Clifford Woolf MB BCh PhD

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F.M. Kirby Neurobiology Center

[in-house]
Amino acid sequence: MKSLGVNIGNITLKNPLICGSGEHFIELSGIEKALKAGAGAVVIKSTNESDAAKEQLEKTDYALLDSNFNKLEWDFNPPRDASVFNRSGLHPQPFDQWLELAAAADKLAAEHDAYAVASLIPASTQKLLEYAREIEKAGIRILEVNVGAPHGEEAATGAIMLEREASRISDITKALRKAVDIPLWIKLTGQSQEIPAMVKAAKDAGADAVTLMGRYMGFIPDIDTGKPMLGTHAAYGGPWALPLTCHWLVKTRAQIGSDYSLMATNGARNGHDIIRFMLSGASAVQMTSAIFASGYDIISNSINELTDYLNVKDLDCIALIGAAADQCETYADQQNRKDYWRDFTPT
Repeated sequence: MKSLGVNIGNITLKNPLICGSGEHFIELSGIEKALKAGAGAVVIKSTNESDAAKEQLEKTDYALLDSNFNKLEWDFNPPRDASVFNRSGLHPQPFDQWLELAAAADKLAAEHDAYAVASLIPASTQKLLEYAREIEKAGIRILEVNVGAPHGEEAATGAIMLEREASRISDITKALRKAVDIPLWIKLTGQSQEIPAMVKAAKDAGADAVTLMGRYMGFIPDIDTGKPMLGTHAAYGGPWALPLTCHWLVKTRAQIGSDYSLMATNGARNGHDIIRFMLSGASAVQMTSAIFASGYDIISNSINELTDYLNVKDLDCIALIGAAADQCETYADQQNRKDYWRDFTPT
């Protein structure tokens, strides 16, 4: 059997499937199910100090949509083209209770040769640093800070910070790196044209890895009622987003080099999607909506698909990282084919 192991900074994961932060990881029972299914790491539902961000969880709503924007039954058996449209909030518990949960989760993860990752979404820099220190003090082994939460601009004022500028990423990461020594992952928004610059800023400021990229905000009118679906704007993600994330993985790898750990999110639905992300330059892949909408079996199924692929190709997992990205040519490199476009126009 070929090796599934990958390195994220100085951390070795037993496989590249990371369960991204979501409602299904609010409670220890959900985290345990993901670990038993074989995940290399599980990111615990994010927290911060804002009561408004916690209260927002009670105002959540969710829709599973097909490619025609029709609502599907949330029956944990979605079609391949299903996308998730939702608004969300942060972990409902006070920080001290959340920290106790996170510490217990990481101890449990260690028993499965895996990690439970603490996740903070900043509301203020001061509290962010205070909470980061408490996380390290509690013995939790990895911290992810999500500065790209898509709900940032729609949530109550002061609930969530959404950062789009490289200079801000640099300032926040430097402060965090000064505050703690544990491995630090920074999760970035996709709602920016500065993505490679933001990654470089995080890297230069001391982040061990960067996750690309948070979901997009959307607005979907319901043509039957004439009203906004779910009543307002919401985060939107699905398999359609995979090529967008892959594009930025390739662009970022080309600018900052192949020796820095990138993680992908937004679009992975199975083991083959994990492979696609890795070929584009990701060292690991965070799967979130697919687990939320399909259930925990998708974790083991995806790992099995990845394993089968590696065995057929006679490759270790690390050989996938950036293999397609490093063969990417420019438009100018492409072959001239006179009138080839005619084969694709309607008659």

Clifford Woolf, MB, BCh, PhD is the Director of the F.M. Kirby Neurobiology Center at Boston Children's Hospital. After training for his MD and PhD at the University of the Witwatersrand in Johannesburg South Africa, Dr. Woolf moved to England in 1978, where he worked at University College London for close on 20 years, latterly as a Professor of Neurobiology and as an Honorary Consultant at University College London Hospital. In 1997 Dr. Woolf moved to Boston and established the Neural Plasticity Research Group based in the Department of Anesthesia and Critical Care at the Massachusetts General Hospital and a part of the Neuroscience Program at Harvard Medical School. Dr. Woolf has made a number of fundamental contributions to the furthering of our understanding of pain mechanisms, most notably that pain hypersensitivity is due in large part to abnormal excitability of neurons within the central nervous system, the phenomenon of central sensitization. Central sensitization was first described in a seminal study by D.r Woolf published in Nature in 1983. The identification of central sensitization has led to new therapeutic approaches for managing pain. These include treating pain before it occurs – the concept of pre-emptive analgesia. The work has also established new analgesic drugs, including NMDA receptor antagonists. Apart from the discovery of central sensitization, Dr. Woolf has spearheaded discoveries of several other key pain mechanisms, the reorganization of synaptic architecture in the spinal cord after peripheral nerve injury (central sprouting), transcriptional changes in sensory and spinal neurons (phenotypic switches), and loss of inhibitory interneurons (disinhibition). These findings collectively provide a basis for a mechanistic understanding of pain. Dr. Woolf is currently spearheading a new mechanism-based approach to the diagnosis of pain and treatment of pain. Dr. Woolf’s work reveals that some forms of chronic pain, most notably neuropathic pain, effectively represent development of a pathology of the nervous system and that optimal therapy should be aimed at treating the underlying causes of pain (disease management) rather than just control of symptoms. In addition to his work on pain Dr. Woolf has shown that failure of regeneration of the adult central nervous system is due in part to a reduced intrinsic capacity of injured neurons to grow.

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